299 F.3d 60 (1st Cir. 2002), 01-2270, Babcock v. General Motors Corp.

Docket Nº:01-2270.
Citation:299 F.3d 60
Party Name:Frances A. BABCOCK, in her capacity as Executrix of the Estate of Paul A. Babcock, III, and Individually, Plaintiff, Appellee, v. GENERAL MOTORS CORPORATION, Defendant, Appellant.
Case Date:August 12, 2002
Court:United States Courts of Appeals, Court of Appeals for the First Circuit
 
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299 F.3d 60 (1st Cir. 2002)

Frances A. BABCOCK, in her capacity as Executrix of the Estate of Paul A. Babcock, III, and Individually, Plaintiff, Appellee,

v.

GENERAL MOTORS CORPORATION, Defendant, Appellant.

No. 01-2270.

United States Court of Appeals, First Circuit

August 12, 2002

Heard May 10, 2002.

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[Copyrighted Material Omitted]

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Daniel L. Goldberg, with whom S. Elaine McChesney, Donald J. Savery, Bingham Dana LLP, Thomas J. Sweeney, Daniel B. McLane, and Eckert Seamans Cherin & Mellott, LLC, were on brief, for appellant.

Edward M. Kaplan, with whom Robert M. Larsen, Timothy A. Gudas, and Sulloway & Hollis, P.L.L.C., were on brief for appellee.

Before LIPEZ, Circuit Judge, CAMPBELL and BOWNES, Senior Circuit Judges.

BOWNES, Senior Circuit Judge.

This appeal is taken by defendant-appellant General Motors Corporation ("GM") from an adverse jury verdict in favor of plaintiff-appellee Frances A. Babcock as executrix of the estate of Paul A. Babcock, III, and individually. The case arose from an accident on February 21, 1998, when a General Motors pickup truck driven by Paul A. Babcock, III, went off the road and struck a tree. The accident rendered Babcock a paraplegic. On June 15, 1999, Babcock died as a result of complications from his injuries.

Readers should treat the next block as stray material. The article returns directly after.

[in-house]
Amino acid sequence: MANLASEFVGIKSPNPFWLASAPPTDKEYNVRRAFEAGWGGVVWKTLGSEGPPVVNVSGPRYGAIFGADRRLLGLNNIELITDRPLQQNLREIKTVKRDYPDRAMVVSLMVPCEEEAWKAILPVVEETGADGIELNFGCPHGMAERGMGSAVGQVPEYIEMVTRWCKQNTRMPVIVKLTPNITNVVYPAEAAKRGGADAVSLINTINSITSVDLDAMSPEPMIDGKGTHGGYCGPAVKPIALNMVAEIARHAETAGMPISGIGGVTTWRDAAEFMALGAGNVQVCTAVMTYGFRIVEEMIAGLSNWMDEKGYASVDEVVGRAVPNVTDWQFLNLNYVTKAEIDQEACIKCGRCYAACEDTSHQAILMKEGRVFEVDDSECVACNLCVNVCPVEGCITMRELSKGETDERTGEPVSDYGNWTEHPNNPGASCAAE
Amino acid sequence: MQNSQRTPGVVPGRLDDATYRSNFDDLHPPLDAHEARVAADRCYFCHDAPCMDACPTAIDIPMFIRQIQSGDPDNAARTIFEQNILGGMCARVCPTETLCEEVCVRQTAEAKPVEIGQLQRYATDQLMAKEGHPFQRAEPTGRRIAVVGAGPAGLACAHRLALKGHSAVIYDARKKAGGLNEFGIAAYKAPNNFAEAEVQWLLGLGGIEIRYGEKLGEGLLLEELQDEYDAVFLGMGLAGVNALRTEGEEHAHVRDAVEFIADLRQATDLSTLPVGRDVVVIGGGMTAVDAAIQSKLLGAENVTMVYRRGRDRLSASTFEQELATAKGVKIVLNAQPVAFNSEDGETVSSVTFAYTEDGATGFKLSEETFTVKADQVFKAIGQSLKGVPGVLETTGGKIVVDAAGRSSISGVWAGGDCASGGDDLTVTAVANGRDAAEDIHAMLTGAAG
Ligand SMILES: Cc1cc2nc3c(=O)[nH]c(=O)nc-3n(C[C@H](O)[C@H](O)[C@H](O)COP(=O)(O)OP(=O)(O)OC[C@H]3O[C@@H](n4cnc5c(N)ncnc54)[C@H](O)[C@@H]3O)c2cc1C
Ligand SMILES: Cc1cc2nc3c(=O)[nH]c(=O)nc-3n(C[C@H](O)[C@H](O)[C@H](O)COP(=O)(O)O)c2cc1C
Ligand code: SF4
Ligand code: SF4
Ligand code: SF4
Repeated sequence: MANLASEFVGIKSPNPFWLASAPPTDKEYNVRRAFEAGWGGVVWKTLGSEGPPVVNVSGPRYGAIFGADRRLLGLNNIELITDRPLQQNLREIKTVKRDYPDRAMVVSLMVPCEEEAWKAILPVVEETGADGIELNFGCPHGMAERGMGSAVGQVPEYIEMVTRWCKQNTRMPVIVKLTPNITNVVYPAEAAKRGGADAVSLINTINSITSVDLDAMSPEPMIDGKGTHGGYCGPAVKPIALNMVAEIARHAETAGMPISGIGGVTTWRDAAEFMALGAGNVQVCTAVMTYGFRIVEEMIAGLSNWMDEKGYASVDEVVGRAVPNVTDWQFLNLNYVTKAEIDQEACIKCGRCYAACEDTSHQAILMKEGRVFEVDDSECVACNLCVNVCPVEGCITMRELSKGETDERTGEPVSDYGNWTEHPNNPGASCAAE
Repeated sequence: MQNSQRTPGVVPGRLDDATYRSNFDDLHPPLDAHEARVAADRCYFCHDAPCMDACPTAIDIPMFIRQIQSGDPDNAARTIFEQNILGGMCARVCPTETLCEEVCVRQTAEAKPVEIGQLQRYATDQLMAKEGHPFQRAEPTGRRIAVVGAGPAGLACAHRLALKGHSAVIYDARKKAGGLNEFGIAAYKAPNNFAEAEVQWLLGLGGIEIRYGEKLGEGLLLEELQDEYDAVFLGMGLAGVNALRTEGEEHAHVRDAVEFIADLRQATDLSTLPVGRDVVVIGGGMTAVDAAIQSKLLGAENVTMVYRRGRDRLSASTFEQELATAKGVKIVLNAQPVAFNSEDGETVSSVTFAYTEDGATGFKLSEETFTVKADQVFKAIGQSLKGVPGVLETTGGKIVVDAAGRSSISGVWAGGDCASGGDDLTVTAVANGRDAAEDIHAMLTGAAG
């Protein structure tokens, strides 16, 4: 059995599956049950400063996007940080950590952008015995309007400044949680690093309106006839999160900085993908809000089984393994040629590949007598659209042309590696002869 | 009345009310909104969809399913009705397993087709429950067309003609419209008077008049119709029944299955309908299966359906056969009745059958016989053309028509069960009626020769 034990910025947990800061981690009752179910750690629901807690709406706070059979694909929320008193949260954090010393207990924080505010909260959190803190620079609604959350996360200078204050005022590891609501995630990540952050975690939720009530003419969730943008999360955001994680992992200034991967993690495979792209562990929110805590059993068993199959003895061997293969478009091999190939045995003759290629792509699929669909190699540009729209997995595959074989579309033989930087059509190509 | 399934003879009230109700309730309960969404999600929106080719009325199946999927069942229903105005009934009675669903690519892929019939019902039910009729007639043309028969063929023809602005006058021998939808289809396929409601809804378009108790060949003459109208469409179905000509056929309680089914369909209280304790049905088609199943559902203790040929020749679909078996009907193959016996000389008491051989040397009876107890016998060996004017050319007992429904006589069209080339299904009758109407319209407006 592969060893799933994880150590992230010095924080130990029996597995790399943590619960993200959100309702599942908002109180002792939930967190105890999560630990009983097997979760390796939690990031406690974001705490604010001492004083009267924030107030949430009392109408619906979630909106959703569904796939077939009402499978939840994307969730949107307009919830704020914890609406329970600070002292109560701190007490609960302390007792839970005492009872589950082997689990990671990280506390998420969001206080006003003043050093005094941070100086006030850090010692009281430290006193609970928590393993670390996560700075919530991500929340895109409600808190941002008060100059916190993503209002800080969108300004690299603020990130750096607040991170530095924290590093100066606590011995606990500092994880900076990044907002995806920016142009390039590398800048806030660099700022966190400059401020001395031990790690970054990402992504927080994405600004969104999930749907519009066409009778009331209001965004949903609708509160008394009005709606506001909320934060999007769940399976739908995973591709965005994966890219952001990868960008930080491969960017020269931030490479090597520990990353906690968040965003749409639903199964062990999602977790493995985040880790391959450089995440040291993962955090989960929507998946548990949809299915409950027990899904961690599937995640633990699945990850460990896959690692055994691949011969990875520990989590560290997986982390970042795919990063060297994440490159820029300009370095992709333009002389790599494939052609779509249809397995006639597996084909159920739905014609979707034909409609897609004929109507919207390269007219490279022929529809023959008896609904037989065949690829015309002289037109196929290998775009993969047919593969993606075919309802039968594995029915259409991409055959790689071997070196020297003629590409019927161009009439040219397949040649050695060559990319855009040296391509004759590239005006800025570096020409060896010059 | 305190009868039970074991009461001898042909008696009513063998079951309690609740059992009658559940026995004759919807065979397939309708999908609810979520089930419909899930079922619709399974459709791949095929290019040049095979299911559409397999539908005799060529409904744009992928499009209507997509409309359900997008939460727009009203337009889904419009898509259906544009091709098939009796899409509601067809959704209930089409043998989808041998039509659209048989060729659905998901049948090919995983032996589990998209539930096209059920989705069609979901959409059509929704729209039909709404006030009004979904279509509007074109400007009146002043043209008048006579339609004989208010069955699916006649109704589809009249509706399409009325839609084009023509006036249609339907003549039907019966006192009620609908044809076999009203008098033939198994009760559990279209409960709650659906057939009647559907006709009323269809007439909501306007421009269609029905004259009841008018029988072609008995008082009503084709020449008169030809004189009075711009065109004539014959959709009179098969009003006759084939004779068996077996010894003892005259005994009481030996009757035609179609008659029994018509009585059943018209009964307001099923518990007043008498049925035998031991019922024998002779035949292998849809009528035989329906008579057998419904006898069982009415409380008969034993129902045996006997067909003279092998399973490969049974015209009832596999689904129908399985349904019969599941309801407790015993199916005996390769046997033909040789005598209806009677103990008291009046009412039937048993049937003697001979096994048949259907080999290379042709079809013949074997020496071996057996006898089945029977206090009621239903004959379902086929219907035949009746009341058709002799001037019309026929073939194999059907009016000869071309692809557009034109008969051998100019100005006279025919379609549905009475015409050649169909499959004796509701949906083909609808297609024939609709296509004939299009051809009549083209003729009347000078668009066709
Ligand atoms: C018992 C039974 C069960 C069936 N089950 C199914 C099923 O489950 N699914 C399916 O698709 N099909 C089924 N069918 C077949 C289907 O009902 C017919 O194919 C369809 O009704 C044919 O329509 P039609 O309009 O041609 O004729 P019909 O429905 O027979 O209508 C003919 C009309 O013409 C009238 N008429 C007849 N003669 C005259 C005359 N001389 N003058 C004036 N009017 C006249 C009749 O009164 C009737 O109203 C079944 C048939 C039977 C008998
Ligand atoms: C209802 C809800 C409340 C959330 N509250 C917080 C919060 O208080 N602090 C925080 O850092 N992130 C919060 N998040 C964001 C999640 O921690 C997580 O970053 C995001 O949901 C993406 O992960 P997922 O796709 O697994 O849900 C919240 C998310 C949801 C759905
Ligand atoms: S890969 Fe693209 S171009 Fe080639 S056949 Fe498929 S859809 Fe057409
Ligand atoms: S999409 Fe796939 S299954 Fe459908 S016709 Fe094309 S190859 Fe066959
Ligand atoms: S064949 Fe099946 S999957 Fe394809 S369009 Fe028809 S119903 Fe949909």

I. BACKGROUND

Plaintiff brought suit alleging negligence and strict liability against the defendant. The jury returned a verdict finding GM liable on the negligence count and not liable on the strict liability count. It is undisputed that when Babcock was first seen after the accident his seat belt was not fastened around him. The complaint alleged that Babcock was wearing his seat belt prior to the accident, but that the belt unbuckled as soon as pressure was exerted on it and the buckle released due to a condition known as "false latching." The main focus of the trial was on this claim of false latching.

Three main issues are before us: (1) whether the verdict should be set aside because it was internally inconsistent; (2) whether GM forfeited its objection to the alleged inconsistency because of its failure to follow the requirements of Rules 49(b) and 51 of the Federal Rules of Civil Procedure as applied by this court; and (3) whether the evidence was sufficient to support the verdict of liability based on negligence. We affirm the judgment below.

II. DISCUSSION

A. The Claim of Inconsistent Verdicts

GM advances a series of arguments to the effect that the jury's verdict on the negligence count is invalid and cannot stand: (1) as a matter of law, in the absence of a defect in the product, GM could not be found liable for negligence; (2) thus, the verdicts were inconsistent; (3) the inconsistency in the verdicts was caused by the district court's erroneous jury instructions; and (4) plaintiff's failure to appeal the verdict in favor of GM on the strict liability claim precludes entry of